This project runs in BioMedware's SpaceStat software. I used it when I created the book chapter in the Handbook of Applied Spatial Analysis titled "Space-Time Intelligence System Software for the Analysis of Complex Systems." The data come from the Dominik's store chain in the Chicago area. Daily sales in several categories were recorded for each...
Conference Paper
Full-text available
The “Evaluation of Homomorphic Cryptography for Geospatial Studies with Human Subjects Workshop, sponsored by Biomedware and the North American Association of Central Cancer Registries, Inc., (NAACCR), was held on June 8-9, 2013, in Austin, TX. The purpose of the workshop was to: • Learn of the current status of the National Library of Medicine (NL...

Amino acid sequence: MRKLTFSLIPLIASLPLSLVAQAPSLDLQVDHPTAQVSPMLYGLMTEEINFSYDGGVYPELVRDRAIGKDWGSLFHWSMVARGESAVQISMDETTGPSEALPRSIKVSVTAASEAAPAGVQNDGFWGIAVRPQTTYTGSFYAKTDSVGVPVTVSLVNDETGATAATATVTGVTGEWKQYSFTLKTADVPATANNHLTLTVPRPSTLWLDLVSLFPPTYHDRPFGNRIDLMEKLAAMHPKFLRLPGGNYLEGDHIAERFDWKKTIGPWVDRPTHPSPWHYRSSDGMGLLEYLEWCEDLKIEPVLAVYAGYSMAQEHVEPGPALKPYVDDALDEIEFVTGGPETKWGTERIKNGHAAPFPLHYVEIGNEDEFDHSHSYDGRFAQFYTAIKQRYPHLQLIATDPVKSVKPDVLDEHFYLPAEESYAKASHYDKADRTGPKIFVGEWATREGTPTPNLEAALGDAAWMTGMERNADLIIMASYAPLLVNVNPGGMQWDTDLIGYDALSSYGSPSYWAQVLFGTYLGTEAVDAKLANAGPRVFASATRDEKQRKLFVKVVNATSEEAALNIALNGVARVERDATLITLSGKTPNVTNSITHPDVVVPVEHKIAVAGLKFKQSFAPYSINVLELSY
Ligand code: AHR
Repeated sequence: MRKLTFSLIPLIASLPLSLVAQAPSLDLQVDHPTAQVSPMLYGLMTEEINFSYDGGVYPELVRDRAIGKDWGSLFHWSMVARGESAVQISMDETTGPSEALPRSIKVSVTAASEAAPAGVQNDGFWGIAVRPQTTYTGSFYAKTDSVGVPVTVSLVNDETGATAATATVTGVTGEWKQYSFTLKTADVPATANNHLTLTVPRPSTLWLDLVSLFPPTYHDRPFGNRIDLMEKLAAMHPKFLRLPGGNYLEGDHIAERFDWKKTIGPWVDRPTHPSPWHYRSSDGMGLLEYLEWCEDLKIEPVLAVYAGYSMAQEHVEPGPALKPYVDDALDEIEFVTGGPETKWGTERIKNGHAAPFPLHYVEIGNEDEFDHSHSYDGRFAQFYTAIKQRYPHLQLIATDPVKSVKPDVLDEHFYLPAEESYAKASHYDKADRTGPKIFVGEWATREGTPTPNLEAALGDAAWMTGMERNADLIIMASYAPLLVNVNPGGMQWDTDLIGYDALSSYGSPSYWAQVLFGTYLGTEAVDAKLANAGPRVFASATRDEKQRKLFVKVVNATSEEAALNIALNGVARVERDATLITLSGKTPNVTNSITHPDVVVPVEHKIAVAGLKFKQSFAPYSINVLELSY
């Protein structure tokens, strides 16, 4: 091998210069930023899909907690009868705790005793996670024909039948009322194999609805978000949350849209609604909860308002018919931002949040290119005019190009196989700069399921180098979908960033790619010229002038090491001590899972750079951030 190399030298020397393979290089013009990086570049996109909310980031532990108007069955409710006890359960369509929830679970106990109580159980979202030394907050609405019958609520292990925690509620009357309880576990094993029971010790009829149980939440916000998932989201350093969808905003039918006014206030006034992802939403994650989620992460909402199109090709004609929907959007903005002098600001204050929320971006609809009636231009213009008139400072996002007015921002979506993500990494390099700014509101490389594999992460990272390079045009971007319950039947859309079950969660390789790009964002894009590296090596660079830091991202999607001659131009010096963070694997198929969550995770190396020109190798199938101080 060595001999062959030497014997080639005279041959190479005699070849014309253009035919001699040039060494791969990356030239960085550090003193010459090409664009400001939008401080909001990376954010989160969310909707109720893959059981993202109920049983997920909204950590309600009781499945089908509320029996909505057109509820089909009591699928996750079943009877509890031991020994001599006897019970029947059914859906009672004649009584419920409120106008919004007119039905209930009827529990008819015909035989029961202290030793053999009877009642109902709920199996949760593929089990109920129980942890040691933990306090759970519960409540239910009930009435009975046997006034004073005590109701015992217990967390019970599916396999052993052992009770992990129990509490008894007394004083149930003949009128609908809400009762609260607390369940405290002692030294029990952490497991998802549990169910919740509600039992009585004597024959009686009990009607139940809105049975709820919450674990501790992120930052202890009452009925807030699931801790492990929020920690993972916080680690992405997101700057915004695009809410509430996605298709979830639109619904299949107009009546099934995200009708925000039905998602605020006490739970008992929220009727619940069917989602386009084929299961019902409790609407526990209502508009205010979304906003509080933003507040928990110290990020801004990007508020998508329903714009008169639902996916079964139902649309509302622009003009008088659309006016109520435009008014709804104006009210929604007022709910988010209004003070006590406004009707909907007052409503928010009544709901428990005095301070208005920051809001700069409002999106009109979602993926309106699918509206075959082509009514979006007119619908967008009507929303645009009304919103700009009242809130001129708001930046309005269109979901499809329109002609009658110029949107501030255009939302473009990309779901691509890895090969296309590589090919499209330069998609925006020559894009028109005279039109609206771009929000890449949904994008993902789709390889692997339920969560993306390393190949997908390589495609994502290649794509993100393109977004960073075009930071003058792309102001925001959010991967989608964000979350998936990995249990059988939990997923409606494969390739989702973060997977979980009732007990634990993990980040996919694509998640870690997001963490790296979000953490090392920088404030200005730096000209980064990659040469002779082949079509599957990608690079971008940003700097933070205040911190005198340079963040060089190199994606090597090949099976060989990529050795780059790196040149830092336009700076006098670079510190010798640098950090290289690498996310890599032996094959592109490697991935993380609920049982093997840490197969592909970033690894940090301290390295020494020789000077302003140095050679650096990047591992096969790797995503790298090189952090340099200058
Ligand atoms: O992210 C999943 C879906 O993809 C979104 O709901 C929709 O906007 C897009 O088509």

Conference Paper
Full-text available
Understanding latency – the delay between a cause and its effect – is critical when modeling dynamic geographic systems in general and in particular for human health outcomes such as cancer. This paper uses compartmental models to estimate residence times in states defining the progression of pancreatic cancer. Two models are developed. The first m...
Article
Full-text available
Non-Hodgkin lymphoma (NHL) is a frequent cancer and incidence rates have increased markedly during the second half of the 20(th) century; however, the few established risk factors cannot explain this rise and still little is known about the aetiology of NHL. Spatial analyses have been applied in an attempt to identify environmental risk factors, bu...